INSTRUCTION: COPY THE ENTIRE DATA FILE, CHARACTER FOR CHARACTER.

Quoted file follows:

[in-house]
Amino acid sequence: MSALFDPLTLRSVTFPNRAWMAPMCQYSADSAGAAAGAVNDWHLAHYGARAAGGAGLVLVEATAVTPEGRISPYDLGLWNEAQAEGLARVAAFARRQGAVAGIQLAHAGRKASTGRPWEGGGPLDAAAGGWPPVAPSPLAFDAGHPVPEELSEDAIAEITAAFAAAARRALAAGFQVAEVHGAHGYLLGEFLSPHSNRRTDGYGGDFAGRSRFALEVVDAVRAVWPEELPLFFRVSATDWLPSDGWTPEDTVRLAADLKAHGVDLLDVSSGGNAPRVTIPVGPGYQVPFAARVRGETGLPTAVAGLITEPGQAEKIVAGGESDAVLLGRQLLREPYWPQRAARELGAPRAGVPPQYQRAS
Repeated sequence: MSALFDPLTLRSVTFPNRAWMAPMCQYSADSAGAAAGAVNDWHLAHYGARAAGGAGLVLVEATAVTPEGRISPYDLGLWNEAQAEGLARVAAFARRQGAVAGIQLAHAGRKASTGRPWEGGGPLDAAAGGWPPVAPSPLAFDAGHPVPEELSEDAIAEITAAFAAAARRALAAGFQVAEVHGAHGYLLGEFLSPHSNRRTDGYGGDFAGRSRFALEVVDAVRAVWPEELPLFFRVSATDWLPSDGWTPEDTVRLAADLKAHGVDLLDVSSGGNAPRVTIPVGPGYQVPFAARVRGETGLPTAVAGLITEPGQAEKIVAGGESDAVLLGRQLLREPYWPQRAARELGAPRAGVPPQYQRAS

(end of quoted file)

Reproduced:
[in-house]
Amino acid sequence: MSALFDPLTLRSVTFPNRAWMAPMCQYSADSAGAAAGAVNDWHLAHYGARAAGGAGLVLVEATAVTPEGRISPYDLGLWNEAQAEGLARVAAFARRQGAVAGIQLAHAGRKASTGRPWEGGGPLDAAAGGWPPVAPSPLAFDAGHPVPEELSEDAIAEITAAFAAAARRALAAGFQVAEVHGAHGYLLGEFLSPHSNRRTDGYGGDFAGRSRFALEVVDAVRAVWPEELPLFFRVSATDWLPSDGWTPEDTVRLAADLKAHGVDLLDVSSGGNAPRVTIPVGPGYQVPFAARVRGETGLPTAVAGLITEPGQAEKIVAGGESDAVLLGRQLLREPYWPQRAARELGAPRAGVPPQYQRAS
Repeated sequence: MSALFDPLTLRSVTFPNRAWMAPMCQYSADSAGAAAGAVNDWHLAHYGARAAGGAGLVLVEATAVTPEGRISPYDLGLWNEAQAEGLARVAAFARRQGAVAGIQLAHAGRKASTGRPWEGGGPLDAAAGGWPPVAPSPLAFDAGHPVPEELSEDAIAEITAAFAAAARRALAAGFQVAEVHGAHGYLLGEFLSPHSNRRTDGYGGDFAGRSRFALEVVDAVRAVWPEELPLFFRVSATDWLPSDGWTPEDTVRLAADLKAHGVDLLDVSSGGNAPRVTIPVGPGYQVPFAARVRGETGLPTAVAGLITEPGQAEKIVAGGESDAVLLGRQLLREPYWPQRAARELGAPRAGVPPQYQRAS